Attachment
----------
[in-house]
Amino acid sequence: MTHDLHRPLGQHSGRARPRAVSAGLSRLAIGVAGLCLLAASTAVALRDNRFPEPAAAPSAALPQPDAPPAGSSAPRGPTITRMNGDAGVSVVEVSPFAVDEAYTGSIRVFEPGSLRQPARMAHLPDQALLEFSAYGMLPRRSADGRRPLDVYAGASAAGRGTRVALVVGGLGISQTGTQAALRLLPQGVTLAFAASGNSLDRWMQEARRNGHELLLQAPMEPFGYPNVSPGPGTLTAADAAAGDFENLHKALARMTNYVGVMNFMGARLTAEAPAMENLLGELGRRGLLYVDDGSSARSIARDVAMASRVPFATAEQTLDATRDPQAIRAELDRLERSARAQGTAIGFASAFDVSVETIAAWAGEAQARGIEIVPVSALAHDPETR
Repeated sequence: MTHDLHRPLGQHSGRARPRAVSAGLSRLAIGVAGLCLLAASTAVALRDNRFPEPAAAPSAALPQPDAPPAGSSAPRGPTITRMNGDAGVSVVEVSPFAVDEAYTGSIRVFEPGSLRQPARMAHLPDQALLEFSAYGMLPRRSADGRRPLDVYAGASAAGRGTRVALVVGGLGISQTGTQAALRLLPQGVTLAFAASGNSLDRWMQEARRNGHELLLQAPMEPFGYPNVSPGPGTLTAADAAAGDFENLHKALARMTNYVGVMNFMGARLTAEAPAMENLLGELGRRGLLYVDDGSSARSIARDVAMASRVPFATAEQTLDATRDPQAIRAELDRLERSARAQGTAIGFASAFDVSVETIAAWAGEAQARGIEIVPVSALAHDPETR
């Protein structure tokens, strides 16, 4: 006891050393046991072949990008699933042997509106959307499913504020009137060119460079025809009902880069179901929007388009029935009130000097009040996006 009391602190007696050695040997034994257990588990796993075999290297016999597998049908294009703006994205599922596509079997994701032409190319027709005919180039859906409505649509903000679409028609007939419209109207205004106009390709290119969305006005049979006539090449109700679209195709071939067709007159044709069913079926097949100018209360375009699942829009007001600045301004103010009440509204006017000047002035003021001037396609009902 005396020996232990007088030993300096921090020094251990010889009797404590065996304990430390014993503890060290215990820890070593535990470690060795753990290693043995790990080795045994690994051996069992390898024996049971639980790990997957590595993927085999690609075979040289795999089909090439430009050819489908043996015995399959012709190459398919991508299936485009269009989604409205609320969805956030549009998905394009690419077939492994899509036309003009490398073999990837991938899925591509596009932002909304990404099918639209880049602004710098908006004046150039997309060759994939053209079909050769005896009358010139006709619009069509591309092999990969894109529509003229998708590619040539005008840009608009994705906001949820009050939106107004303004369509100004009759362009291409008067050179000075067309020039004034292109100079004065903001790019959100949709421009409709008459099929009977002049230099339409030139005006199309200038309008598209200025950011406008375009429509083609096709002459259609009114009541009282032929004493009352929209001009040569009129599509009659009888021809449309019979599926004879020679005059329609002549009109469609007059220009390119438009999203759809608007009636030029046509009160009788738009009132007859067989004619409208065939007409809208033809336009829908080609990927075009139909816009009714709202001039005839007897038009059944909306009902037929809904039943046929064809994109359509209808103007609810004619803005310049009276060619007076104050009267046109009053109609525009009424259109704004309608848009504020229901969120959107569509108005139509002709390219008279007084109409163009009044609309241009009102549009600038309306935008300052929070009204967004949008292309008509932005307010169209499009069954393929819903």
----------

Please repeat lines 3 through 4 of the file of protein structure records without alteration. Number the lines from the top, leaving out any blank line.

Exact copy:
Repeated sequence: MTHDLHRPLGQHSGRARPRAVSAGLSRLAIGVAGLCLLAASTAVALRDNRFPEPAAAPSAALPQPDAPPAGSSAPRGPTITRMNGDAGVSVVEVSPFAVDEAYTGSIRVFEPGSLRQPARMAHLPDQALLEFSAYGMLPRRSADGRRPLDVYAGASAAGRGTRVALVVGGLGISQTGTQAALRLLPQGVTLAFAASGNSLDRWMQEARRNGHELLLQAPMEPFGYPNVSPGPGTLTAADAAAGDFENLHKALARMTNYVGVMNFMGARLTAEAPAMENLLGELGRRGLLYVDDGSSARSIARDVAMASRVPFATAEQTLDATRDPQAIRAELDRLERSARAQGTAIGFASAFDVSVETIAAWAGEAQARGIEIVPVSALAHDPETR
């Protein structure tokens, strides 16, 4: 006891050393046991072949990008699933042997509106959307499913504020009137060119460079025809009902880069179901929007388009029935009130000097009040996006 009391602190007696050695040997034994257990588990796993075999290297016999597998049908294009703006994205599922596509079997994701032409190319027709005919180039859906409505649509903000679409028609007939419209109207205004106009390709290119969305006005049979006539090449109700679209195709071939067709007159044709069913079926097949100018209360375009699942829009007001600045301004103010009440509204006017000047002035003021001037396609009902 005396020996232990007088030993300096921090020094251990010889009797404590065996304990430390014993503890060290215990820890070593535990470690060795753990290693043995790990080795045994690994051996069992390898024996049971639980790990997957590595993927085999690609075979040289795999089909090439430009050819489908043996015995399959012709190459398919991508299936485009269009989604409205609320969805956030549009998905394009690419077939492994899509036309003009490398073999990837991938899925591509596009932002909304990404099918639209880049602004710098908006004046150039997309060759994939053209079909050769005896009358010139006709619009069509591309092999990969894109529509003229998708590619040539005008840009608009994705906001949820009050939106107004303004369509100004009759362009291409008067050179000075067309020039004034292109100079004065903001790019959100949709421009409709008459099929009977002049230099339409030139005006199309200038309008598209200025950011406008375009429509083609096709002459259609009114009541009282032929004493009352929209001009040569009129599509009659009888021809449309019979599926004879020679005059329609002549009109469609007059220009390119438009999203759809608007009636030029046509009160009788738009009132007859067989004619409208065939007409809208033809336009829908080609990927075009139909816009009714709202001039005839007897038009059944909306009902037929809904039943046929064809994109359509209808103007609810004619803005310049009276060619007076104050009267046109009053109609525009009424259109704004309608848009504020229901969120959107569509108005139509002709390219008279007084109409163009009044609309241009009102549009600038309306935008300052929070009204967004949008292309008509932005307010169209499009069954393929819903």